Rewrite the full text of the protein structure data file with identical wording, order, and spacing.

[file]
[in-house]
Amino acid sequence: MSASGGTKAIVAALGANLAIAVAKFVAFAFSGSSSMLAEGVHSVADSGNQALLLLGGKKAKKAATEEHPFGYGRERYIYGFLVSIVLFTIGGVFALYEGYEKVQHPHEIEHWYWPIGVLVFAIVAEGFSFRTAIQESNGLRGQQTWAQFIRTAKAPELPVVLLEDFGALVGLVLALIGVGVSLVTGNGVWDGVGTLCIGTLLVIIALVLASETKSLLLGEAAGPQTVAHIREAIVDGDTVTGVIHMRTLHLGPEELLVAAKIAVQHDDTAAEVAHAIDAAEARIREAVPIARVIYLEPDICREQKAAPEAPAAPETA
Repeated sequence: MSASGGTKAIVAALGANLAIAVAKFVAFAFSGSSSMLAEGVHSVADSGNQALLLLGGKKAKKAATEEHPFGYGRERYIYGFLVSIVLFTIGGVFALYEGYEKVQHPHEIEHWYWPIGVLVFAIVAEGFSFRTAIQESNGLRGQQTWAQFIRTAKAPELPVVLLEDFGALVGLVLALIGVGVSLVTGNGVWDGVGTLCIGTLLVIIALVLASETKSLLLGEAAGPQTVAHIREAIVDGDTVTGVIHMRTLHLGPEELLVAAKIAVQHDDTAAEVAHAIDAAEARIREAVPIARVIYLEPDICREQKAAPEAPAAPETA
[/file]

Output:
[in-house]
Amino acid sequence: MSASGGTKAIVAALGANLAIAVAKFVAFAFSGSSSMLAEGVHSVADSGNQALLLLGGKKAKKAATEEHPFGYGRERYIYGFLVSIVLFTIGGVFALYEGYEKVQHPHEIEHWYWPIGVLVFAIVAEGFSFRTAIQESNGLRGQQTWAQFIRTAKAPELPVVLLEDFGALVGLVLALIGVGVSLVTGNGVWDGVGTLCIGTLLVIIALVLASETKSLLLGEAAGPQTVAHIREAIVDGDTVTGVIHMRTLHLGPEELLVAAKIAVQHDDTAAEVAHAIDAAEARIREAVPIARVIYLEPDICREQKAAPEAPAAPETA
Repeated sequence: MSASGGTKAIVAALGANLAIAVAKFVAFAFSGSSSMLAEGVHSVADSGNQALLLLGGKKAKKAATEEHPFGYGRERYIYGFLVSIVLFTIGGVFALYEGYEKVQHPHEIEHWYWPIGVLVFAIVAEGFSFRTAIQESNGLRGQQTWAQFIRTAKAPELPVVLLEDFGALVGLVLALIGVGVSLVTGNGVWDGVGTLCIGTLLVIIALVLASETKSLLLGEAAGPQTVAHIREAIVDGDTVTGVIHMRTLHLGPEELLVAAKIAVQHDDTAAEVAHAIDAAEARIREAVPIARVIYLEPDICREQKAAPEAPAAPETA